im from a nearby country here in southeast asia..and just like you..our countries biggest problem are the beggars…….. media even called them “the poorest of the poor.” needless to say..im compelled most of the time to give some money especially to the very old..but restraint from giving money to children for the reason that theres always a crook behind them, but not all…my reason for this is..no parent of such a child could allow this small angels to roam around the streets…not to mention the danger they pose on themselves, so there must be a crooked parents or a mobster , behind..after reading all this blog by accident ….i played a scene in my mind..what if my government relocate this homeless beggar to one of our islands that need people, of course this island is promsing in the sense that its near the ocean, and fishing would be good way for themto start, however not everyone has a talent for fishing but if you need to survive, you have to learn..the island can offer them a respite from the dirty place they are used to…from them a new breed of generation would surface, people who had survive and who had reinvent themselves, the question is how many among them is willing to do it..or are they lure to the easy(small money that the civilized city accorded them)…my thoughts sometimes is, being a beggar is more of a choice…..unless you are someone very old, and your family have turn their backs on you…then you are a beggar not only for money, but from love..therefore it is not money that brings forth this beggar on the street…it is a lack of love from someone, or anyone higher who failed to give the simplest thing in this world..and that is LOVE.

  13. N CHAN

    Having just returned from my trip to China and Hong Kong, I am shocked by the number of beggars that have obviously been disabled by thugs / gangs. I am chinese but live in the UK. Every 4 years I return to China and Hong Kong and I am even more shocked that nothing has been done about this in this time. I have ‘researched’ the subject of Chinese Disabled Beggars with my relatives, both young and very old. It is their belief that these people were sold when they were children. The parents have been duped to think that they’ve sold their child to a factory boss when infact he is part of a gang that ‘recruits’ children for begging. To ensure maximum sympathy, these children are beaten half to death and have either a limb or two cut off or have bones broken and reset in a deformed / twisted position. To see an elderly gentleman, probably in his 80’s begging with both his legs twisted around his back and the heels of his feet touching his shoulders on a makeshift skateboard is heart wrenching. To think that he has probably been begging all his life for these gangs. How scared must he had been when he was ‘sold’? How much pain did he go through when they broke both of his legs and tied them behind his back? Please take a minute to think about this. I am asking you to think about this as whilst I saw this elderly man, who never looked up always looking down at his plastic bowl to collect money, at least several hundred people passed him from all walks of life, the young, the old, the rich and the poor. Many tourists also walked past with just a fleeting glance. Not one person actually paid attention to him it was as if he was invisible. You know, this person was once a bouncing baby, a child that laughed and played, a person that has emotions. Why is it that because his is a disabled beggar he becomes invisible? Is everyone scared to go near him? I bet that this elderly gentleman has had no one even speak to him for decades and in the evening, he is spoken to by his thug for the money in return for half a bowl of rice, enough to keep him alive for another day’s begging and beaten daily. If this was you and the whole world turned a blind eye, how would you feel? If you saw this person in your UK or USA high street begging for money, you wouldn’t turn a blind eye would you, you would help him. This beggar still has feelings and this beggar is still a person. I am so angry that the chinese government turn a blind eye too. Until approximately 10-12 years ago child abuse in the UK was also ignored until one person recognised the extent of this and did something about it. Nowadays in the UK, child abuse is taken so seriously that even teachers can’t check childrens heads for lice. OK this is going a bit far but for all of you posting messages on this site, why can’t WE ALL collectively do something about this. I don’t know the answer but I do know that if I was a millionaire / wealthy businesman, I would use all the money and have the disabled beggars kidnapped from the streets of China / Hong Kong and have them put in a safe ‘nursing’ home in the UK where they would be fed and looked after around the clock. If anyone out there reading this think they can make a change, please please please let me know. As I said earlier, I don’t know what the answer is but the answer is to not continue to turn a blind eye. Thank you for reading.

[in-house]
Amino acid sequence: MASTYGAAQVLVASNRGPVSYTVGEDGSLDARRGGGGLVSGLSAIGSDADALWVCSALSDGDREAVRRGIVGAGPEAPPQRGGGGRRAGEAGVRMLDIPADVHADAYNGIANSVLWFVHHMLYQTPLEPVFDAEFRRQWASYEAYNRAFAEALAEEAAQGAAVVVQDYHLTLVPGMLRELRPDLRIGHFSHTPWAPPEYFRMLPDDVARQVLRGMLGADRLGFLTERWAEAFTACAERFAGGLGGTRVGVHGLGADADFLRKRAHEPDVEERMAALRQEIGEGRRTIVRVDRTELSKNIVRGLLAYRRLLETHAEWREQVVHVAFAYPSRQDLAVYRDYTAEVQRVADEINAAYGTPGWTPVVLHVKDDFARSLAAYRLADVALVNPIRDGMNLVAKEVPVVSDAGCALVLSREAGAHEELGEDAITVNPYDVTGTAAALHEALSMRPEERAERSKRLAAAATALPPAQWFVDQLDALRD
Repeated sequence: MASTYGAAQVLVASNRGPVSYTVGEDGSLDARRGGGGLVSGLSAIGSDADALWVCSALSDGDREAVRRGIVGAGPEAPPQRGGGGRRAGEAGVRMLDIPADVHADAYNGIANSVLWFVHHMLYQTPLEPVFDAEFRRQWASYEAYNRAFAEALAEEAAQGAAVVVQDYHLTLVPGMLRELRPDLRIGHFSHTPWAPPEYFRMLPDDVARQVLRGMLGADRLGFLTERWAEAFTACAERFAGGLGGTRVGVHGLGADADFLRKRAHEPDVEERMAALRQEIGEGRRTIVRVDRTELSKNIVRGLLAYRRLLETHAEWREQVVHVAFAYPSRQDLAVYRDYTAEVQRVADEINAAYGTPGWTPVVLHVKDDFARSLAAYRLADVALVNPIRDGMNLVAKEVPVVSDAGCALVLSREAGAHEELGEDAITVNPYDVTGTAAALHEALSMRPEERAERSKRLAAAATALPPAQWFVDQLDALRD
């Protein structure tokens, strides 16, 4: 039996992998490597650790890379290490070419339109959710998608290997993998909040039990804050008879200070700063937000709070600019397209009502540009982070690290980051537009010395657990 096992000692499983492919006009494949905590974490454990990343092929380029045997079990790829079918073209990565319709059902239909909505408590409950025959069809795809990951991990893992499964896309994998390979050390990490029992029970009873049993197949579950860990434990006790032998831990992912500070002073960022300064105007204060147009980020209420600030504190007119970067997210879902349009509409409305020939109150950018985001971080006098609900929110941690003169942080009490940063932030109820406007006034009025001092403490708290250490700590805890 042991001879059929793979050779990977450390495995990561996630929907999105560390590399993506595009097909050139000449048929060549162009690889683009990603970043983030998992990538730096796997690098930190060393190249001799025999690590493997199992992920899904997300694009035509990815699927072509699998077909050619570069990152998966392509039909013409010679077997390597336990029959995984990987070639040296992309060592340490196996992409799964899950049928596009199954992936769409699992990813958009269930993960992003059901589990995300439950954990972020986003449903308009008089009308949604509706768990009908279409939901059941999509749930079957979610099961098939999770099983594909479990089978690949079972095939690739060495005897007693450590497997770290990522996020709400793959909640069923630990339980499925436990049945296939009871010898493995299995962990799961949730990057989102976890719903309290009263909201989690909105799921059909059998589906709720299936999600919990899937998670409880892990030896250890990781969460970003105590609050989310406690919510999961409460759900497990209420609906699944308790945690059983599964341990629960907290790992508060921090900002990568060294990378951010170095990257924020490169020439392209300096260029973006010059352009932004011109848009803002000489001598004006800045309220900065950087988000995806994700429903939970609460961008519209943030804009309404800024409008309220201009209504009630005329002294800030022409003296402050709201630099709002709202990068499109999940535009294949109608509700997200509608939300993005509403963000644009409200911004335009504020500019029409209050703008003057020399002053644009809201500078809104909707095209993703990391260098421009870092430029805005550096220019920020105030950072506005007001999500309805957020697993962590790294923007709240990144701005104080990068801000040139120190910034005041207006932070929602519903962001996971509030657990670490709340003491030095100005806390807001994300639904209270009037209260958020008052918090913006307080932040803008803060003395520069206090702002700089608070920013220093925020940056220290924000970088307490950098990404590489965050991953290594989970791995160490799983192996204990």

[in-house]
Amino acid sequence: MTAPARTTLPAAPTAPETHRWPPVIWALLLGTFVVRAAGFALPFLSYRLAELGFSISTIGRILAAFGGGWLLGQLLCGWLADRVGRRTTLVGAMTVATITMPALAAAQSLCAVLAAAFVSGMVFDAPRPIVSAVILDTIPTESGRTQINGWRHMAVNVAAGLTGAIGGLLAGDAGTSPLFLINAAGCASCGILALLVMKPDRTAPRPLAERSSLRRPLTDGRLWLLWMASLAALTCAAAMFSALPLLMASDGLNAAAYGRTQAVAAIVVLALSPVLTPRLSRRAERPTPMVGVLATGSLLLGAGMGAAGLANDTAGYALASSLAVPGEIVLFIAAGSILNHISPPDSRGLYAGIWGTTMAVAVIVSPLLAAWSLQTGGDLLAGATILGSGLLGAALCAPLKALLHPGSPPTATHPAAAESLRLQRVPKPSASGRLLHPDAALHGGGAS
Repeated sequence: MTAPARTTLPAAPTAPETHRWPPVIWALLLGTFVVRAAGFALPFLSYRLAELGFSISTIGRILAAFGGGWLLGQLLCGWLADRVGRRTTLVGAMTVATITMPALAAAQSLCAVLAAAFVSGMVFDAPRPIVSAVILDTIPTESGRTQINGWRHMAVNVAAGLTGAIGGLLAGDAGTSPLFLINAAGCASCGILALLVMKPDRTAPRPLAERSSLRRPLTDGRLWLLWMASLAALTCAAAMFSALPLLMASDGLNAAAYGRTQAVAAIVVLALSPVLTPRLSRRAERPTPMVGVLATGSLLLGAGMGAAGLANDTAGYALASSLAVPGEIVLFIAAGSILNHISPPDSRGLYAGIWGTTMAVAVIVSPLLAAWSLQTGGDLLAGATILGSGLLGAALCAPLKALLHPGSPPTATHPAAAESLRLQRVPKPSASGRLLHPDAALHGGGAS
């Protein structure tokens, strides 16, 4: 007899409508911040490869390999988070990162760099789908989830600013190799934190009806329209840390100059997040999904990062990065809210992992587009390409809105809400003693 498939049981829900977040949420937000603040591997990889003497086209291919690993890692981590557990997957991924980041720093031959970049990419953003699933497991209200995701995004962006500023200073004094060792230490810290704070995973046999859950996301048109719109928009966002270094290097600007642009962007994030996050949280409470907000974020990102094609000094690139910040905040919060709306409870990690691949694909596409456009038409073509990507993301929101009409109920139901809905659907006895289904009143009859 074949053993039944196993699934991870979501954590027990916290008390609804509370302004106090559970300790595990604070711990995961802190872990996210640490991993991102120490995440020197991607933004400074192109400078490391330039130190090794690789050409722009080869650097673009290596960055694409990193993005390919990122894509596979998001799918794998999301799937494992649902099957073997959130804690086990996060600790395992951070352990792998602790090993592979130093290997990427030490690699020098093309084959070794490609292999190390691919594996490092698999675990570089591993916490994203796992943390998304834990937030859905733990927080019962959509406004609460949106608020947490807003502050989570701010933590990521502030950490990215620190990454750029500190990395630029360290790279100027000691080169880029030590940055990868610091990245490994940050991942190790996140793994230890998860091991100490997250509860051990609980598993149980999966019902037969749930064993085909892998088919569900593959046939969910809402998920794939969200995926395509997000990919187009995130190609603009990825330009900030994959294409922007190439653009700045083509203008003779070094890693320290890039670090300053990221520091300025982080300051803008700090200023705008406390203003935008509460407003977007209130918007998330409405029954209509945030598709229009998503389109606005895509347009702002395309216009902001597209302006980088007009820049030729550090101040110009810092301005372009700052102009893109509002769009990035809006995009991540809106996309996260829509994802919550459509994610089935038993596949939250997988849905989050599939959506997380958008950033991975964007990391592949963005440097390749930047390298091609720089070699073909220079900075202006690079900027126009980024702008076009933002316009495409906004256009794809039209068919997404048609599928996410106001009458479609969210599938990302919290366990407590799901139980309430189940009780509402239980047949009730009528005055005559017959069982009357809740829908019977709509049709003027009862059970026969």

14. smith harry

    The peoples want keep to great treat of with another. So that avoids to offensive attitude and control to his abuse. Some people want to present with great treat.

    Outsourcing Solution in BPO

  15. Wendy

    Hi!Jian Shuo!I am a high school student. Now I am doing a investgation about beggars.So I have to read a lot of informations about beggars.I have already read your article.I think your opinions are very good.It helps me a lot.As I have to do this investgation for six months may be I need your help.I am sure you will be happy to help with me.